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Churn

To make both buy and sell orders through different brokers, usually in large quantities, to create the impression of increased interest in a security and thereby raise its price. An investor churns if he/she has a long position on the security and wishes to sell it at an artificially high price. Churning is a form of manipulation, and is illegal under the Securities Exchange Act of 1934. See also: Fix.

churn

To trade securities very actively in a brokerage account in order to increase brokerage commissions rather than customer profits. Brokers may be tempted to churn accounts because their income is directly related to the volume of trading undertaken by customers. Churning is illegal and unethical; suspected churning should be reported to the brokerage firm's office manager. Also called burn and churn, overtrade.
References in periodicals archive ?
When analyzing the relationship between the detergent used for cleaning the churns (2=2.445, p=0.118), the period of use (2=0.224, p=0.636), the type of water (2=0.087, p=0.767) and the presence of the micro-organism, any statistically significant association was found as can be seen on table 2.
In a research carried out in three farms where the presence of the bacterium was evidenced, it was possible to control its growth by continuously washing the churns with an alkaline detergent (8).
“These churns look the part,” said Sean Smith Detectamet's CEO.
Dazey churns are a hot item among collectors, so much so that innumerable replicas are now being made.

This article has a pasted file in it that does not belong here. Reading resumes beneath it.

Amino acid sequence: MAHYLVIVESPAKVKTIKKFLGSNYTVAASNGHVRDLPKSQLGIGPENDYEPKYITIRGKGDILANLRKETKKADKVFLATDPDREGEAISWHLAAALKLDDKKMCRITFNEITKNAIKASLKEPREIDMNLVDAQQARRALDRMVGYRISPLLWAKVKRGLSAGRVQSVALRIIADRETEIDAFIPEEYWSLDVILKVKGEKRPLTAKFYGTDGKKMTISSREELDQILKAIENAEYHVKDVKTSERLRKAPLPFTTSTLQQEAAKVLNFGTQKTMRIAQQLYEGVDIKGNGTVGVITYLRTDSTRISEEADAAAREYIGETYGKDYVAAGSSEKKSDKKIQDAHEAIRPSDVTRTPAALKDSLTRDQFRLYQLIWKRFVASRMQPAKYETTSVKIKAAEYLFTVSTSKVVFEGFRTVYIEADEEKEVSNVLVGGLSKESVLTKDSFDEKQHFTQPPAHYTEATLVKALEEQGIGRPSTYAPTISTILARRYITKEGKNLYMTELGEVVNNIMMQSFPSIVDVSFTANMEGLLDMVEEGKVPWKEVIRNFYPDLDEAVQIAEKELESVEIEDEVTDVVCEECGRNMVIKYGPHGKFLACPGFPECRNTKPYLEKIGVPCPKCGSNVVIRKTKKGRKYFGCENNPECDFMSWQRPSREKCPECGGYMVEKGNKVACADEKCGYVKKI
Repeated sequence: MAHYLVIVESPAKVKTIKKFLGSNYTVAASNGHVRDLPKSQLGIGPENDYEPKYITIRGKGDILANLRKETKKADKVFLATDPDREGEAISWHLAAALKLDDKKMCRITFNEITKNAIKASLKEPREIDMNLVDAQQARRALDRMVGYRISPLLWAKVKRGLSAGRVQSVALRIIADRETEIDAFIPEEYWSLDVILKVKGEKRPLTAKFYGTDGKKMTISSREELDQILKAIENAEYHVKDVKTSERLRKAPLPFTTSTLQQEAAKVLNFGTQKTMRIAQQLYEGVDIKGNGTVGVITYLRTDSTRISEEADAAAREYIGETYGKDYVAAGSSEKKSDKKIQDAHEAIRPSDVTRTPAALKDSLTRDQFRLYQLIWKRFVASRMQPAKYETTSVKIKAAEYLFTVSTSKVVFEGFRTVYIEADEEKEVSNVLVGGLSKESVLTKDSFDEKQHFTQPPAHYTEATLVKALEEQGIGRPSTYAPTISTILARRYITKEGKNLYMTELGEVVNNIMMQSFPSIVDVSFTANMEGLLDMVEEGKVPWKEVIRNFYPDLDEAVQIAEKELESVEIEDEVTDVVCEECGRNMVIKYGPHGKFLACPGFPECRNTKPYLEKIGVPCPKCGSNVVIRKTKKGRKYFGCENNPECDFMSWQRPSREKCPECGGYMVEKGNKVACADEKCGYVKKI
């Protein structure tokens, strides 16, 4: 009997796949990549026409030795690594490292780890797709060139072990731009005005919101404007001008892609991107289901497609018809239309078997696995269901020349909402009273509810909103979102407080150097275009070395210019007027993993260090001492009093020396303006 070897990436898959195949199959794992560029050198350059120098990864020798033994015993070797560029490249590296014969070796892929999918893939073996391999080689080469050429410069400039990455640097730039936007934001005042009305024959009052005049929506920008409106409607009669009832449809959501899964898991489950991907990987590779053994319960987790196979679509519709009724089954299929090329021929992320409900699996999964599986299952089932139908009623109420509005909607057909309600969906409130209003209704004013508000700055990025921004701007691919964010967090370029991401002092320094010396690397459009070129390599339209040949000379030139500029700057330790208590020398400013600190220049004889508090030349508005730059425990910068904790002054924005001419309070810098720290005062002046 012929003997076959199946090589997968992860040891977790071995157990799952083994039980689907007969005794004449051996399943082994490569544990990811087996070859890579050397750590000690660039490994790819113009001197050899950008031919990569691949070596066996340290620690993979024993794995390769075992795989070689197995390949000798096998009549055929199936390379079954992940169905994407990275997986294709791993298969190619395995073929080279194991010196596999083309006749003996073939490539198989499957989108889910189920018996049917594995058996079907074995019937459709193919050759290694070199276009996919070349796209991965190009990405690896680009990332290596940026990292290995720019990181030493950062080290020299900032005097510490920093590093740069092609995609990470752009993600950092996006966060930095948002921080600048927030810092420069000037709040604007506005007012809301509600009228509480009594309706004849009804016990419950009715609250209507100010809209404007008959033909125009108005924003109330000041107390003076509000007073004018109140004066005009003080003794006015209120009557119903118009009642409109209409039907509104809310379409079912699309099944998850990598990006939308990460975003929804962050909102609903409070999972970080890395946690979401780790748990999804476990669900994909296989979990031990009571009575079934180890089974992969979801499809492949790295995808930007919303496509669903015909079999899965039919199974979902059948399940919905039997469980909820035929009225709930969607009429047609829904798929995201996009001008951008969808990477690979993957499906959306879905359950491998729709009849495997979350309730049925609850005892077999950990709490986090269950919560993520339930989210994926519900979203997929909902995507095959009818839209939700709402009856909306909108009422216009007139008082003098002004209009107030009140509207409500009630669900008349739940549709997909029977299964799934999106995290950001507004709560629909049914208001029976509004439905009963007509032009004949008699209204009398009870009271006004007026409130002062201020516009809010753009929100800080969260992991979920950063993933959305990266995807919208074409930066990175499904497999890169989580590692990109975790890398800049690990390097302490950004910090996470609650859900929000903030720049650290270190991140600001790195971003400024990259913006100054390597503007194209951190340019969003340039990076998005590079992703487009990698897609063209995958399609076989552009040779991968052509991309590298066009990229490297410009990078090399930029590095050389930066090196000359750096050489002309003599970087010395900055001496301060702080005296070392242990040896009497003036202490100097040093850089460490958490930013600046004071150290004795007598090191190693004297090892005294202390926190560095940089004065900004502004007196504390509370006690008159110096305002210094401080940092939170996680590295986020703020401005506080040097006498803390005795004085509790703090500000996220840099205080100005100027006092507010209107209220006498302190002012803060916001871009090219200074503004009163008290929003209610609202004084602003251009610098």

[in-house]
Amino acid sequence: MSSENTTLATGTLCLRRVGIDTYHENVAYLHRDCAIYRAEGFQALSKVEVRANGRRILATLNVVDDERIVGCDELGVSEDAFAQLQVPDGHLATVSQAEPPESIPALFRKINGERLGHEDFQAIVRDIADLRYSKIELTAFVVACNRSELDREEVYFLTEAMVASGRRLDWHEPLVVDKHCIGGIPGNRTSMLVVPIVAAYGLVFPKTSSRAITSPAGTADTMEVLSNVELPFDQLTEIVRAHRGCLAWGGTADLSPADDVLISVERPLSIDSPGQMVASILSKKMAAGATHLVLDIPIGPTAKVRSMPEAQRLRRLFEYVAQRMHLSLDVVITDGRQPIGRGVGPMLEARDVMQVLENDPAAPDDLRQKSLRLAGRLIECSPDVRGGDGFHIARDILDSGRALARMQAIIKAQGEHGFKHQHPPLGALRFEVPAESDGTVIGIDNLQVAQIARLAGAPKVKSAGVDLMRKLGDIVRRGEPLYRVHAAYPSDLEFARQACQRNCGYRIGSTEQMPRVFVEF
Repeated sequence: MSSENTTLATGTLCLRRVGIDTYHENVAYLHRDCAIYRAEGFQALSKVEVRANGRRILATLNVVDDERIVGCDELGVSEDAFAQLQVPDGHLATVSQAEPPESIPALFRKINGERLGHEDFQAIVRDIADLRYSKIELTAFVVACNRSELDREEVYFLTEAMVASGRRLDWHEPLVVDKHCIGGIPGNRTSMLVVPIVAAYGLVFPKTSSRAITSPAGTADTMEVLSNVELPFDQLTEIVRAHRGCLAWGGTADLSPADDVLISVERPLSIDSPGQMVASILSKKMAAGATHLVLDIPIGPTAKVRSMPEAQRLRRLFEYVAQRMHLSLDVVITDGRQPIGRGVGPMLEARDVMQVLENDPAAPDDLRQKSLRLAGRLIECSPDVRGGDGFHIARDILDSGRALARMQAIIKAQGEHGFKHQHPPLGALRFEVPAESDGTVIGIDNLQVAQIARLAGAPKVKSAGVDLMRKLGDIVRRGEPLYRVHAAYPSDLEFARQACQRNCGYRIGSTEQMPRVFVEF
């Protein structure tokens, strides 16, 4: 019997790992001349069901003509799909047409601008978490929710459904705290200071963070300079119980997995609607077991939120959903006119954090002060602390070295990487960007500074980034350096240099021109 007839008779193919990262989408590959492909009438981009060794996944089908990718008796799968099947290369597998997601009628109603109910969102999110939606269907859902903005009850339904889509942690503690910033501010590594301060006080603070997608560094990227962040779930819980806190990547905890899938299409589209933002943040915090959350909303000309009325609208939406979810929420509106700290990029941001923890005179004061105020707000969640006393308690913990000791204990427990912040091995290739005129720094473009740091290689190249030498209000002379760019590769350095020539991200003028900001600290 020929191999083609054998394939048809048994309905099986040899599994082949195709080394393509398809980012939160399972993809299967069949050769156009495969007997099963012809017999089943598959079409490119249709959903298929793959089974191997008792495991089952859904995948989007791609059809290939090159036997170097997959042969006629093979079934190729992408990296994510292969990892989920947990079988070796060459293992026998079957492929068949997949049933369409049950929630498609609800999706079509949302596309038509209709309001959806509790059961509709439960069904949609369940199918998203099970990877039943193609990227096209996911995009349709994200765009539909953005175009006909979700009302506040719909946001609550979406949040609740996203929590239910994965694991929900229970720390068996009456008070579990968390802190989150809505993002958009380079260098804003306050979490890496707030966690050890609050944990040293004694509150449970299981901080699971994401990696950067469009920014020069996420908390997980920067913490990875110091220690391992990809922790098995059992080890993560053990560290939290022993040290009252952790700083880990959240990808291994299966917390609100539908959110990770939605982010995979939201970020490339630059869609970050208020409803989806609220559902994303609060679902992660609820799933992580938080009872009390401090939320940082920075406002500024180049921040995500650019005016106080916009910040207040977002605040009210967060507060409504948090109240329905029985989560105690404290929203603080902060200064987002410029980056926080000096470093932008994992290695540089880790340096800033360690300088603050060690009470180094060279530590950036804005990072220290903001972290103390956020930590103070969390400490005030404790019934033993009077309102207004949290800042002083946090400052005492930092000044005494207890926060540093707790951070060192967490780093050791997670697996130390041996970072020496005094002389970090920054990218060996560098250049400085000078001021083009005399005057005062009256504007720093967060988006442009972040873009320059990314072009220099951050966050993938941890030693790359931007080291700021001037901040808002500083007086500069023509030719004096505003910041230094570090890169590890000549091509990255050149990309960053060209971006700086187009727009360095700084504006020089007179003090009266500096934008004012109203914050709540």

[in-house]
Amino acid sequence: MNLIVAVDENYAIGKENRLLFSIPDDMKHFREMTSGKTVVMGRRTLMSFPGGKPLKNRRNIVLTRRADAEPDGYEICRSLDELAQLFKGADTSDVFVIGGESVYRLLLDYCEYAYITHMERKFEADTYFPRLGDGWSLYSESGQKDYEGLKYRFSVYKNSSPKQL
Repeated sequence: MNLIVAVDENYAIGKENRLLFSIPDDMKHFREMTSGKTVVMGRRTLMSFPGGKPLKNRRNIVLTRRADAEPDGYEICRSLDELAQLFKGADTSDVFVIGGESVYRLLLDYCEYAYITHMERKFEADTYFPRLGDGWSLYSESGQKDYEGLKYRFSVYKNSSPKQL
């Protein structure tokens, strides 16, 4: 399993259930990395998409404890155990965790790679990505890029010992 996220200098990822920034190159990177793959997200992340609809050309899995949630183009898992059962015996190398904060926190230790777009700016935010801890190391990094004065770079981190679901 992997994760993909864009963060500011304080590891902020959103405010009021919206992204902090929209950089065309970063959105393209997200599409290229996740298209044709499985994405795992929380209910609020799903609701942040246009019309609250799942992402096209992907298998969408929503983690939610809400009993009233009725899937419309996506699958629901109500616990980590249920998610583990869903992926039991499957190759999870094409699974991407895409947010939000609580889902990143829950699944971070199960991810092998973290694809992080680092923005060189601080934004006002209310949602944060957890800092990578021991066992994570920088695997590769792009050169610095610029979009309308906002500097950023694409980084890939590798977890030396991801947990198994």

For a couple of hundred pounds you can buy machines which churn and freeze, but will still take a while to churn down fully but are a lot better than the cheaper ones.
In the few hundred years prior to the industrialization of butter making, cream was cultured before it was churned. Culturing was the consequence of the universal practice of accumulating multiple milkings before churning.
(Of course, a decade of Beancounter Bingo has churned most of those positions right out of existence, but that's another column.)
All three groups, who describe their work in the September BIO/TECHNOLOGY, say the new findings illustrate the potential of harnessing transgenic livestock to produce drugs more rapidly, more cheaply and in greater quantities than the standard "bioreactor" approach, in which vats of gene-altered bacteria or culture dishes of animal cells churn out genetically engineered drugs.
Items that have already been confirmed for the next sale include copper milk churns, butter churns, a 1947 David Brown Crop Master, a 1958 Fordson Dexter, a 1954 Diesel Nuffield and a stone roller.
The plates float on the fiery-hot mantle, the thickest layer of Earth, which churns around us like gooey taffy.
In recent years, researchers have recognized that the hydrothermal vents at the spreading ridges--where rising lava churns out new seafloor--play an important role in the exchange of chemicals and heat between the oceans and the crust (SN: 12/20&27/86, p.389).